Under the shade of oaks and big cone spruce, you'll cross and re-cross a fern-lined creek, dodge a lot of poison oak and finally descend to Agua Blanca Creek.
Here you have a decision to make: If your spirit of adventure is high enough and the water in the creek low enough, you can wade down-creek through Devils Gateway. The high rock walls of the Gateway squeeze the creek through a 20-foot-wide passageway; water is likely to be waist-deep or higher during winter and spring months. You'll pick up the trail again on the other side of the gateway.
The trail itself heads up-creek a short ways to a signed junction. Log Cabin Camp is 200 yards farther along the creek-side trail. Your route, Blanca Trail, detours half a mile around Devils Gateway, first ascending then descending the canyon wall. Use caution on the descent along a couple of eroded stretches of trail.
The trail descends moderately, mostly along the shaded south side of the canyon. Crossing Agua Blanca Creek a couple of times, the path brings you near tempting swimming holes.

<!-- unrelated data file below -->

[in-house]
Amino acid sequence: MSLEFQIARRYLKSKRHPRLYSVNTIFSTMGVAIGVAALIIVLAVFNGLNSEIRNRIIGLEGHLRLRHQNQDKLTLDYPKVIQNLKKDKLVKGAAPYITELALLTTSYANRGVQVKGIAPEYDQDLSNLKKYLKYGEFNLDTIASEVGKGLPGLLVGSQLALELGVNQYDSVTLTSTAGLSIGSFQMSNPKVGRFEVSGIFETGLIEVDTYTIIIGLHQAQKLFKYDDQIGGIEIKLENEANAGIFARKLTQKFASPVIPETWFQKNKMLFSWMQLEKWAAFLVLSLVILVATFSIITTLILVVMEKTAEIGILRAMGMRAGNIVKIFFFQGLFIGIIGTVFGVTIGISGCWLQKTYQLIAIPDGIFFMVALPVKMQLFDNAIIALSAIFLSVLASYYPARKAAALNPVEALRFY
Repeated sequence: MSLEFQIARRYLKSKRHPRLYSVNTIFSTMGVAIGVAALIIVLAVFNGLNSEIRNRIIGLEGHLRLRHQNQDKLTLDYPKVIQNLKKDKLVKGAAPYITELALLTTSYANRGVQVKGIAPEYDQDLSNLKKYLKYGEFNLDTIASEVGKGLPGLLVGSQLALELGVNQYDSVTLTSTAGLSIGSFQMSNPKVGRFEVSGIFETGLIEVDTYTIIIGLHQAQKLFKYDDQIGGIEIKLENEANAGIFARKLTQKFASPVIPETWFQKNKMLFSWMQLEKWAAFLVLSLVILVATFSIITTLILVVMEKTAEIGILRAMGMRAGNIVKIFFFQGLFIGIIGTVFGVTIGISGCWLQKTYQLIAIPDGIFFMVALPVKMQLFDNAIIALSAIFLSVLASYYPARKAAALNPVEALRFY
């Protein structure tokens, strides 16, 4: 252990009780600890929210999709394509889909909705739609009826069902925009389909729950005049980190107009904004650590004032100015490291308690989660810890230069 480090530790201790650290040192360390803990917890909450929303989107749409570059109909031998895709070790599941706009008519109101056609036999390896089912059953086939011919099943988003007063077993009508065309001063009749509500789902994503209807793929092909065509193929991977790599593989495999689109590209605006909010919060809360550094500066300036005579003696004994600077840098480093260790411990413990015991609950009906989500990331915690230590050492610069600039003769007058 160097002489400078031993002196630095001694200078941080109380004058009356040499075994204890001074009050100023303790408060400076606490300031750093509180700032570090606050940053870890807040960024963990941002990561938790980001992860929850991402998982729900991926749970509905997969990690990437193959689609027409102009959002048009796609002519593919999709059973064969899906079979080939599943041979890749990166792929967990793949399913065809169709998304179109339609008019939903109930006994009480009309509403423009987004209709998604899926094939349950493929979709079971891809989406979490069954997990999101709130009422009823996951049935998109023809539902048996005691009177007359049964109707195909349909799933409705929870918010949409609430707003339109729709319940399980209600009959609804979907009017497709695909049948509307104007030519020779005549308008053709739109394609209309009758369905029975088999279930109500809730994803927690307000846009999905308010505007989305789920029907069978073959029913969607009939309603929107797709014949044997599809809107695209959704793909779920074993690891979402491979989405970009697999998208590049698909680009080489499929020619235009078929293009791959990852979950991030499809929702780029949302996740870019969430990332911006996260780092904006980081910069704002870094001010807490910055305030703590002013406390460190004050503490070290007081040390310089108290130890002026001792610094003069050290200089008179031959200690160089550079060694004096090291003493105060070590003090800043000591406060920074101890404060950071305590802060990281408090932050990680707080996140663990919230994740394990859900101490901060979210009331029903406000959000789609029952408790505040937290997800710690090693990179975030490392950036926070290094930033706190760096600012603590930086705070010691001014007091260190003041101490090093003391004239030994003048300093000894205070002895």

The creek flow lessens near the mouth of the canyon. Agua Blanca Trail gives way to a dirt road, you pass a few dilapidated buildings (private property), then reach a junction. The dirt road to the left leads north along Piru Creek. You continue more or less straight, contouring around a little hill and descending to Piru Creek. Cross the creek (usually about knee-deep) and follow the dirt road a mile to the Forest Service day-use area and Blue Point Campground.
Los Padres National Forest. Pothole Trail, Agua Blanca Trail Where: Backcountry above Lake Piru, near the Los Angeles / Ventura County line. Distance: 11 1/2 miles round trip, with 2,200-foot elevation gain. Terrain: Steep, chaparrel-covered ridges. Highlights: The Pothole, a natural sink; dramatic rock formations, pleasant swimming holes. Degree of difficulty: Strenuous. For more information: Contact the Ojai District, Los Padres National Forest, at (805) 646-4348.